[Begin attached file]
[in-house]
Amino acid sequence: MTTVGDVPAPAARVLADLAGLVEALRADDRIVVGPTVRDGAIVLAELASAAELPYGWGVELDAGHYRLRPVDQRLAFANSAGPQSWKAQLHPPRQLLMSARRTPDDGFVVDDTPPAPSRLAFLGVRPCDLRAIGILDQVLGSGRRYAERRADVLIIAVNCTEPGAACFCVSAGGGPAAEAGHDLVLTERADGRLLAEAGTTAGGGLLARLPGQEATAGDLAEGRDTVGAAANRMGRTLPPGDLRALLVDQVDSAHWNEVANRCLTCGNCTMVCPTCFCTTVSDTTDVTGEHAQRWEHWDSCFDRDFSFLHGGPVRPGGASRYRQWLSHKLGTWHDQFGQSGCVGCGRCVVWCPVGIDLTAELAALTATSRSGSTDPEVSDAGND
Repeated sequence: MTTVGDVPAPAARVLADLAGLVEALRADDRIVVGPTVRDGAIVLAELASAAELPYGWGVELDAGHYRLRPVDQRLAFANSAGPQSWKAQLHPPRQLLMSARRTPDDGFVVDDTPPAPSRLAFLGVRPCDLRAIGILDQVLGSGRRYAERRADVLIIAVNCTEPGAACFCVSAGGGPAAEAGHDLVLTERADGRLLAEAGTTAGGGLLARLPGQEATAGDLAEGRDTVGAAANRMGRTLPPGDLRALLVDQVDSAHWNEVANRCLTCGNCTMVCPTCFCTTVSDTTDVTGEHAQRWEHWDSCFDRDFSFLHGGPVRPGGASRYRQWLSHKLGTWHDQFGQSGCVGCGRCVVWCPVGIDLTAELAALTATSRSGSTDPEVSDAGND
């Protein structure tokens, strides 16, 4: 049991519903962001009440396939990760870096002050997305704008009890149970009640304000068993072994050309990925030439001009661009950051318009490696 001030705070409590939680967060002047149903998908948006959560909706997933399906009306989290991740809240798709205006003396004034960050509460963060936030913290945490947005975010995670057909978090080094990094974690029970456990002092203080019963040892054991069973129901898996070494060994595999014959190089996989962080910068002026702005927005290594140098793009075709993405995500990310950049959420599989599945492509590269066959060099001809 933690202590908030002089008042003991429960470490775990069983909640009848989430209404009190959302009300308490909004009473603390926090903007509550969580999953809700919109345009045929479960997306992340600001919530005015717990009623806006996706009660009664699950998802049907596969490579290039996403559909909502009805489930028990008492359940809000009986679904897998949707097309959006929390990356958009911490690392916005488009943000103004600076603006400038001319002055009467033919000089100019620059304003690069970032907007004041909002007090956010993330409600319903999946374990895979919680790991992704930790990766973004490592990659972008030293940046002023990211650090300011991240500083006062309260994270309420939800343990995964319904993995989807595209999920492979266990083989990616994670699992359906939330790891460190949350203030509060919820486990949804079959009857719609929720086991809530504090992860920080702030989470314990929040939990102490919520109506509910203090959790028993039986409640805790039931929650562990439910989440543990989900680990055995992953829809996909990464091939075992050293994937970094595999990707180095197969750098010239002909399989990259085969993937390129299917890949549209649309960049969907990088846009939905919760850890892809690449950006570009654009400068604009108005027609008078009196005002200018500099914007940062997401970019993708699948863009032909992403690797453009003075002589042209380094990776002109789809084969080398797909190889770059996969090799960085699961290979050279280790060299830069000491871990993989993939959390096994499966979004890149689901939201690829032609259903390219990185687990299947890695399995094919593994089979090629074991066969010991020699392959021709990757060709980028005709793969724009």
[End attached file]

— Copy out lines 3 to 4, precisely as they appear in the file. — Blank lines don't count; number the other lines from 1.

Repeated sequence: MTTVGDVPAPAARVLADLAGLVEALRADDRIVVGPTVRDGAIVLAELASAAELPYGWGVELDAGHYRLRPVDQRLAFANSAGPQSWKAQLHPPRQLLMSARRTPDDGFVVDDTPPAPSRLAFLGVRPCDLRAIGILDQVLGSGRRYAERRADVLIIAVNCTEPGAACFCVSAGGGPAAEAGHDLVLTERADGRLLAEAGTTAGGGLLARLPGQEATAGDLAEGRDTVGAAANRMGRTLPPGDLRALLVDQVDSAHWNEVANRCLTCGNCTMVCPTCFCTTVSDTTDVTGEHAQRWEHWDSCFDRDFSFLHGGPVRPGGASRYRQWLSHKLGTWHDQFGQSGCVGCGRCVVWCPVGIDLTAELAALTATSRSGSTDPEVSDAGND
């Protein structure tokens, strides 16, 4: 049991519903962001009440396939990760870096002050997305704008009890149970009640304000068993072994050309990925030439001009661009950051318009490696 001030705070409590939680967060002047149903998908948006959560909706997933399906009306989290991740809240798709205006003396004034960050509460963060936030913290945490947005975010995670057909978090080094990094974690029970456990002092203080019963040892054991069973129901898996070494060994595999014959190089996989962080910068002026702005927005290594140098793009075709993405995500990310950049959420599989599945492509590269066959060099001809 933690202590908030002089008042003991429960470490775990069983909640009848989430209404009190959302009300308490909004009473603390926090903007509550969580999953809700919109345009045929479960997306992340600001919530005015717990009623806006996706009660009664699950998802049907596969490579290039996403559909909502009805489930028990008492359940809000009986679904897998949707097309959006929390990356958009911490690392916005488009943000103004600076603006400038001319002055009467033919000089100019620059304003690069970032907007004041909002007090956010993330409600319903999946374990895979919680790991992704930790990766973004490592990659972008030293940046002023990211650090300011991240500083006062309260994270309420939800343990995964319904993995989807595209999920492979266990083989990616994670699992359906939330790891460190949350203030509060919820486990949804079959009857719609929720086991809530504090992860920080702030989470314990929040939990102490919520109506509910203090959790028993039986409640805790039931929650562990439910989440543990989900680990055995992953829809996909990464091939075992050293994937970094595999990707180095197969750098010239002909399989990259085969993937390129299917890949549209649309960049969907990088846009939905919760850890892809690449950006570009654009400068604009108005027609008078009196005002200018500099914007940062997401970019993708699948863009032909992403690797453009003075002589042209380094990776002109789809084969080398797909190889770059996969090799960085699961290979050279280790060299830069000491871990993989993939959390096994499966979004890149689901939201690829032609259903390219990185687990299947890695399995094919593994089979090629074991066969010991020699392959021709990757060709980028005709793969724009």